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Film MakingTitle: Teach Yourself Film Making
Author: Tom Holden
Copyright: © 2002
Publisher: Teach Yourself Books
ISBN: 0-07139824-4

Relevance: Teach Yourself Film Making provides a short, but solid, introduction to the intricate processes involved in making a film and is of interest to those seeking to enter the field. The book gives great advice and pointers on the creative, logistical and technical elements of film making and provides many tips to film-making beginners. Film Making can also be used by reporters, correspondents and others who are in front of the camera to further understand the big picture of how films (and other presentations) are created.

Review: Part of the very popular British series, Teach Yourself..., Film Making is a great introduction to the complex and often rocky road to making a feature movie, documentary, short film or even info-commercial. By his own words, we quickly learn that author Tom Holden assumes his readers know "nothing" about making a film. Consequently, we were not surprised to read his first chapter outlines the obvious requirements involved with film making: a script, a telephone, a word processor (or typewriter); audacity and ingenuity, motivation and determination, confidence, be organized, free time, nerves of steel (or at least of tensile copper), creativity, a camera (funny how this obvious requirement placed so far along in the list), and people to be used as actors.

After this somewhat simplistic introduction, however, Holden gets down to brass tacks and provides a step-by-step guide to create a reasonably professional video- or film-based story. Scriptwriting is tackled next. Here, author Holden provides the basics on how scripts are created, the differences between novel writing (i.e., what readers read) and script writing (i.e., what moviegoers see in the theater), how long a "typical" script should be, and addresses a key issue that haunts inexperienced scriptwriters: in what format should the script be printed?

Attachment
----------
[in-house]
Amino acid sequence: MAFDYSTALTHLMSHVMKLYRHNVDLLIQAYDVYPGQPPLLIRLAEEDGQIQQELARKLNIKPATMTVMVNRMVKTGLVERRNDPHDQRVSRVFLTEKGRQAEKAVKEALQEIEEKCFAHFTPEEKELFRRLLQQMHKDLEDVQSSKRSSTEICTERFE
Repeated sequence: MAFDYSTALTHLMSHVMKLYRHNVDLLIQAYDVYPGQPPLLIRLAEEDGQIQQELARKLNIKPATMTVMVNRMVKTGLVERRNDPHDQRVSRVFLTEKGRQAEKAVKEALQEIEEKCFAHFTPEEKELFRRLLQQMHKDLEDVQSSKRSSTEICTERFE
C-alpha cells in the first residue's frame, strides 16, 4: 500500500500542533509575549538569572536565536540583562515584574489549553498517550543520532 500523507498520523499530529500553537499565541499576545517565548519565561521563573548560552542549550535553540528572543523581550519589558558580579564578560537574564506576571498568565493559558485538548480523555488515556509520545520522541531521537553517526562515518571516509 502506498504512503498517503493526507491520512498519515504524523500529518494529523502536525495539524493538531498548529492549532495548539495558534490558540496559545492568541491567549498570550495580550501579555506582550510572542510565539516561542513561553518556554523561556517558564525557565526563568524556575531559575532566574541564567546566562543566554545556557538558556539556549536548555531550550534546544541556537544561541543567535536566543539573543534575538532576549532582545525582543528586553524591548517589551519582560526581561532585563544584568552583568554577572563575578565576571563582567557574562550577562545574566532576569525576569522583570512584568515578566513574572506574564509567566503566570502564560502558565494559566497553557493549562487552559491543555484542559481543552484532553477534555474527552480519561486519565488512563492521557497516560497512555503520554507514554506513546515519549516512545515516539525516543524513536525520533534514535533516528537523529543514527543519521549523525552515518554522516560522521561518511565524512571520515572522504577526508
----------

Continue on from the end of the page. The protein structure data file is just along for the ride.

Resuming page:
After scriptwriting, Holden provides valuable information about casting and rehearsals. The book delves into how to approach production studios, how to look for a script and even how to go it alone. Throughout this chapter, Film Making includes lots of tips to make the rehearsal process go smoother and hopefully, faster. One of the more interesting and valuable aspects of the book is the occasional sidebar crammed with extra-useful bullet points for newbies to remember.

How not to pander...
The sidebar, including casting and rehearsal tips, outlines how to organize yourself and your project. As well, Film Making supplies suggestions on producer and directorial behavior: underscoring how not to pander to people who feel it is their right to change the script, ensuring that everyone knows what your story is about, and why each character is the way he or she is.

Next, Holden explains the two main "branches" of cameras used in film production: video and film. Main features of the different types of cameras are discussed and main formats (Video8, VHS, and S-VHS) outlined. Holden takes time to list the pluses and minuses for each format, a section undoubtedly very helpful to beginners who are presumably not knowledgeable about the technology of film making itself.

Some of the formats mentioned, however, are older ones, likely not applicable to professional or semi-professional film making. Holden knows this and makes no apologies for his strategy, saying the older formats are ones that may be encountered by new film makers. After all, he argues, older formats are typically both cheaper and more ubiquitous than the newer, more technologically advanced, formats. The inclusion of older formats underscores the beginner's tone and target market of this book.

Film cameras including Super 8 mm, 16 mm and Super 16 mm, as well as the out-of-reach-for-the-beginner, 35 mm are discussed. Interestingly, Holden gives specific examples of popular films that have been created with different types of cameras. For instance, This is Spinal Tap and the low budget film, Clerks, were both shot using 16 mm technology. Director Oliver Stone swapped between various camera formats to create the different effects in Natural Born Killers. Another example that Holden uses is The Blair Witch Project in which a camcorder and black and white 16 mm film were used to achieve many of the film's effects.